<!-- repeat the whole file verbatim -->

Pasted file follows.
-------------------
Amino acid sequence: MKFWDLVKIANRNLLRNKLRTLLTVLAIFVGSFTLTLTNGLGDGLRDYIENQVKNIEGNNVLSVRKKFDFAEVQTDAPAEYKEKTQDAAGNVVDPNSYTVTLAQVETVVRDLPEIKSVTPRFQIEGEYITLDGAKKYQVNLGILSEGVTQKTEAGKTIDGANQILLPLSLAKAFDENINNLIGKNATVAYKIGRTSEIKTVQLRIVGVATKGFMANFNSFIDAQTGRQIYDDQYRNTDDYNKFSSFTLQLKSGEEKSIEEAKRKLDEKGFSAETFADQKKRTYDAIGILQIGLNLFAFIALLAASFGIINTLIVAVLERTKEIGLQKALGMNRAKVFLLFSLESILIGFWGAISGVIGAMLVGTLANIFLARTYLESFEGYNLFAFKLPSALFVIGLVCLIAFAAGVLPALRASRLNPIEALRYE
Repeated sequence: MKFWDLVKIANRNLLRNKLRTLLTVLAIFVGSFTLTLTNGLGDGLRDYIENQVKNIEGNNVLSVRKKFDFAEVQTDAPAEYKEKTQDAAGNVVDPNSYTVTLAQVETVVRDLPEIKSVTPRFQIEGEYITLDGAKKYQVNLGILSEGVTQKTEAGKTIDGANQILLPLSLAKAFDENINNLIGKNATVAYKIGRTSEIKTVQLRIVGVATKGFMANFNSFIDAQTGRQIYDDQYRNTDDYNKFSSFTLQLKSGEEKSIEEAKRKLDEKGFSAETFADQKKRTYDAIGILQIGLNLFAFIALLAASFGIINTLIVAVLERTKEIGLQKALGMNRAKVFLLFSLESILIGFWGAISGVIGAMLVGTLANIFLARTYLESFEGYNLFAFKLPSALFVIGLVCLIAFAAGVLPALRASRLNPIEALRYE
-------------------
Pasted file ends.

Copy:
Amino acid sequence: MKFWDLVKIANRNLLRNKLRTLLTVLAIFVGSFTLTLTNGLGDGLRDYIENQVKNIEGNNVLSVRKKFDFAEVQTDAPAEYKEKTQDAAGNVVDPNSYTVTLAQVETVVRDLPEIKSVTPRFQIEGEYITLDGAKKYQVNLGILSEGVTQKTEAGKTIDGANQILLPLSLAKAFDENINNLIGKNATVAYKIGRTSEIKTVQLRIVGVATKGFMANFNSFIDAQTGRQIYDDQYRNTDDYNKFSSFTLQLKSGEEKSIEEAKRKLDEKGFSAETFADQKKRTYDAIGILQIGLNLFAFIALLAASFGIINTLIVAVLERTKEIGLQKALGMNRAKVFLLFSLESILIGFWGAISGVIGAMLVGTLANIFLARTYLESFEGYNLFAFKLPSALFVIGLVCLIAFAAGVLPALRASRLNPIEALRYE
Repeated sequence: MKFWDLVKIANRNLLRNKLRTLLTVLAIFVGSFTLTLTNGLGDGLRDYIENQVKNIEGNNVLSVRKKFDFAEVQTDAPAEYKEKTQDAAGNVVDPNSYTVTLAQVETVVRDLPEIKSVTPRFQIEGEYITLDGAKKYQVNLGILSEGVTQKTEAGKTIDGANQILLPLSLAKAFDENINNLIGKNATVAYKIGRTSEIKTVQLRIVGVATKGFMANFNSFIDAQTGRQIYDDQYRNTDDYNKFSSFTLQLKSGEEKSIEEAKRKLDEKGFSAETFADQKKRTYDAIGILQIGLNLFAFIALLAASFGIINTLIVAVLERTKEIGLQKALGMNRAKVFLLFSLESILIGFWGAISGVIGAMLVGTLANIFLARTYLESFEGYNLFAFKLPSALFVIGLVCLIAFAAGVLPALRASRLNPIEALRYE